Sometimes a travel destination explodes so quickly that the service industry scrambles to catch up. Such is the case with Lisbon, which fell off tourists’ itineraries following decades of military dictatorship and a 1974 coup. Hard times saw Lisbon’s young creatives flee to other European capitals, and the city mothballed into a colonial relic.
Portugal exited its economic crisis aided by an international bailout in 2011, followed by progressive social reform. Suddenly, picturesque and cheap Lisbon—The Guardian calls it “Berlin with sun”—was drawing young talent from all over the globe. The sleepy fishing-village vibe was supplanted by a lively cultural scene, and the city’s gastronomic reputation no longer rested solely on its bacalhau, praise Jesus. Faster that you can book a 29 Euro ticket on Ryan Air, Lisbon exploded as the weekend destination for Europe’s jet setters, and Americans weren’t far behind.
Now Lisbon receives eight visitors for every resident—making acute the question “Is there room at the Inn?” A few hoteliers, like the Bairro Alto’s Marta Tavares da Silva, got out ahead of the boom. Intuiting that her hotel’s five stars wouldn’t shine so brightly by new Lisbon standards, she purchased over the course of several years the other three 18th century buildings on the block. What followed was a renovation so massive that the Bairro Alto Hotel shuttered its doors from 2017-2019 to fuse the four buildings into one. Both cosmopolitan and true to its Lisbon roots, the recently reopened Bairro Alto is the latest entry in the The New Room with A View series.
The hotel’s city block straddles two neighborhoods—the elegant Chiado with luxury shopping (check out the oldest glove shop in the country, Luvaria Ulisses) and the Bairro Alto, a bohemian enclave frequented by literati and revolutionaries (check out Café a Brasileira, where poet Fernando Pessoa sipped his absinthe and penned the words, “To live is to travel.”) The hotel’s deco-inspired interior harmonizes these moods. The lobby’s nooks of dark polished wood and brass are perfect for small groups fomenting revolution—or resting after shopping. The 87 guest rooms, some of which offer panoramic views, are clad in traditional Portuguese blues and creams, natural stone, local textiles, and artisanal tiles. Updated amenities, such as the gym and spa, are impressive, though for many Americans, the main sensory experience of the sensory shower will be wishing it was single-sex. The fifth floor restaurant, BAHR, embodies the hotel’s global-outlook-with-Portuguese-soul. CEO Da Silva, who grew up in the neighborhood, lured Michelin-starred sensation Nuno Mendes back to his native Lisbon after twenty-five years cooking abroad. Bringing the author of the cookbook My Lisbon home to serve as BAHR’s creative force is another kind of full-circle renovation.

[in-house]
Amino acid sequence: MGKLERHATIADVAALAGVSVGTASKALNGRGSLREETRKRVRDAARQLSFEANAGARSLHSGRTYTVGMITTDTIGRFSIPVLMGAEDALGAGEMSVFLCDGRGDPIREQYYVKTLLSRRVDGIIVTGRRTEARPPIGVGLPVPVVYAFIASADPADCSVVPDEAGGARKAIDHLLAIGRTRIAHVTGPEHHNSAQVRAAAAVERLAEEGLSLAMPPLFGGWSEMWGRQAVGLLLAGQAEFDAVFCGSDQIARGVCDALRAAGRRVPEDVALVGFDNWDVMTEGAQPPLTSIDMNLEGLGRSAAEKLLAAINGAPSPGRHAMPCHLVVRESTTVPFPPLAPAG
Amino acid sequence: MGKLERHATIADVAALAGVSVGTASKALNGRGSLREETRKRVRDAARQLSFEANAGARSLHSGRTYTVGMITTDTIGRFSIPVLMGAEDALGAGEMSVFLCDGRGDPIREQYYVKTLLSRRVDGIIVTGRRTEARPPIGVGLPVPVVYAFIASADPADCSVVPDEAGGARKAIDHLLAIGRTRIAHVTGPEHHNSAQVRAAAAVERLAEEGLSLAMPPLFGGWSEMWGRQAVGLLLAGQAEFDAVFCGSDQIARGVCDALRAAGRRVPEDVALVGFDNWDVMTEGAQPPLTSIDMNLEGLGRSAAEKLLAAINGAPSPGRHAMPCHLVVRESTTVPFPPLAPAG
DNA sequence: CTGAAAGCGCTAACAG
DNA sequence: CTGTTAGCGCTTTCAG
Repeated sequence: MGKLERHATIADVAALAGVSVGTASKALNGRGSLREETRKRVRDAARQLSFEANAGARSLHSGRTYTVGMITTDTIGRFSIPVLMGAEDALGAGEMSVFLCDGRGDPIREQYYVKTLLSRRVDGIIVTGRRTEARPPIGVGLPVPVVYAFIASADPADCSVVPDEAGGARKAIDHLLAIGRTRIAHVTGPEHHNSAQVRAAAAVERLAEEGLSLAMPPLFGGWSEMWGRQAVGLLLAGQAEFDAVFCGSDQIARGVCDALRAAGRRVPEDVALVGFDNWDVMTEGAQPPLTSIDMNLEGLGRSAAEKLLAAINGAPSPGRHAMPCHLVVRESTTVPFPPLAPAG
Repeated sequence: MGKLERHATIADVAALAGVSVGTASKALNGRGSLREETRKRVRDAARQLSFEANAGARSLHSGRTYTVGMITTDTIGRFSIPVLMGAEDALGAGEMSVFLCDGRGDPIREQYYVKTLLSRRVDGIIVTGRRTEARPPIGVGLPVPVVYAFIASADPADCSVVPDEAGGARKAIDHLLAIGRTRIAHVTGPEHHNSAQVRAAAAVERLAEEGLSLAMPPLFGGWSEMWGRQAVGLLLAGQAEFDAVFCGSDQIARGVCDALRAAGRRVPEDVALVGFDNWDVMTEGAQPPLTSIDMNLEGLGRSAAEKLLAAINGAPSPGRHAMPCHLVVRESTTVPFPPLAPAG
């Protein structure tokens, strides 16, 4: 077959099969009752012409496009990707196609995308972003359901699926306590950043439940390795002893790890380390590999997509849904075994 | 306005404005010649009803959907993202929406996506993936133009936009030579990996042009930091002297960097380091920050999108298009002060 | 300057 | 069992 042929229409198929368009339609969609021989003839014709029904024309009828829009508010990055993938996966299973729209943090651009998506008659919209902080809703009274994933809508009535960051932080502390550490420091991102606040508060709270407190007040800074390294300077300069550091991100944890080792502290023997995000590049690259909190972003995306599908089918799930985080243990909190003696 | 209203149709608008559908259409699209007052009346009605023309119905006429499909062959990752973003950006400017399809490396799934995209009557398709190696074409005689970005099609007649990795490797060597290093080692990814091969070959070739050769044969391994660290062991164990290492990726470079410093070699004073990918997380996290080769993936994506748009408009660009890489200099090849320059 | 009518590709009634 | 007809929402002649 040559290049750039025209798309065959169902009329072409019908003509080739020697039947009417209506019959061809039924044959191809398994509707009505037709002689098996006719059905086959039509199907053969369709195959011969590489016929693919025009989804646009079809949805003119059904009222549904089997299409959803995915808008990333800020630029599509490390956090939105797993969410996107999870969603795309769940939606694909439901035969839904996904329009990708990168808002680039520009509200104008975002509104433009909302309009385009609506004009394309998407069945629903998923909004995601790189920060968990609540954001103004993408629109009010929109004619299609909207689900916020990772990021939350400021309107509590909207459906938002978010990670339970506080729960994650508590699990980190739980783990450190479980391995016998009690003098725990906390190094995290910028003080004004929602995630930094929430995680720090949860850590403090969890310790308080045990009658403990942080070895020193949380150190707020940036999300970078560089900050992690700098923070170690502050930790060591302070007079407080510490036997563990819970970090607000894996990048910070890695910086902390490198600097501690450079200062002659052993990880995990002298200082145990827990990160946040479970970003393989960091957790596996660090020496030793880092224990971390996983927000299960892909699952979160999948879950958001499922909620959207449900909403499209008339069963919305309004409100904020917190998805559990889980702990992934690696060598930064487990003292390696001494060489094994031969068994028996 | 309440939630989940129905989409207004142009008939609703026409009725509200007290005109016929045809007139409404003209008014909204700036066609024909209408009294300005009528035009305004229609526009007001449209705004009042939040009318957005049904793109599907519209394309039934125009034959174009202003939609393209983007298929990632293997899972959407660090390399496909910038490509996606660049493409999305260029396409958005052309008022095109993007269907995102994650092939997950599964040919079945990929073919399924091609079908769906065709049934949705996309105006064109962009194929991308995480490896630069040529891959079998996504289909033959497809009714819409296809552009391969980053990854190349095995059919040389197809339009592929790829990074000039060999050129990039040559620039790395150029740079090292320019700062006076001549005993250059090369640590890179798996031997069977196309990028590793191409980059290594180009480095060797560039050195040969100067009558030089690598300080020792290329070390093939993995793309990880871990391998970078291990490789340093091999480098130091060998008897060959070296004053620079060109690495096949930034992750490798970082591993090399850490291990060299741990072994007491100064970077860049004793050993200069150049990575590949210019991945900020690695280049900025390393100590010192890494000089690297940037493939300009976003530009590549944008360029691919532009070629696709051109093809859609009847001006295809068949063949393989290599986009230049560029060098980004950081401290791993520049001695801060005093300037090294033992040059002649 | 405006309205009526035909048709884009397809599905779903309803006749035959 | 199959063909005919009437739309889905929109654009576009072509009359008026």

Since 1781, the hotel has fronted the Praҫa Luis de Camὂes, and the poet’s statue still stands on the square, with his “eyes trained on Chiado.” But the purchase of the rear buildings allowed the architectural team—led by Pritzker-Prize-winning Eduardo Souto de Moura—to maximize the view downhill to the river Tagus. Both the serene sixth-floor bar, exclusively for hotel guests, and the lively public fifth floor terrace boast some of Lisbon’s best vistas, even in a city famed for them. Sipping a caipirinha at sunset, gazing out over the terracotta roofs to the water, one might indulge in the sweet myth that time doesn’t pass in Lisbon. And when one tires of timelessness, an elevator ride delivers guests back to the thrumming city, its cobblestoned alleys leaking mystery and music—and (who can blame them?) millennials.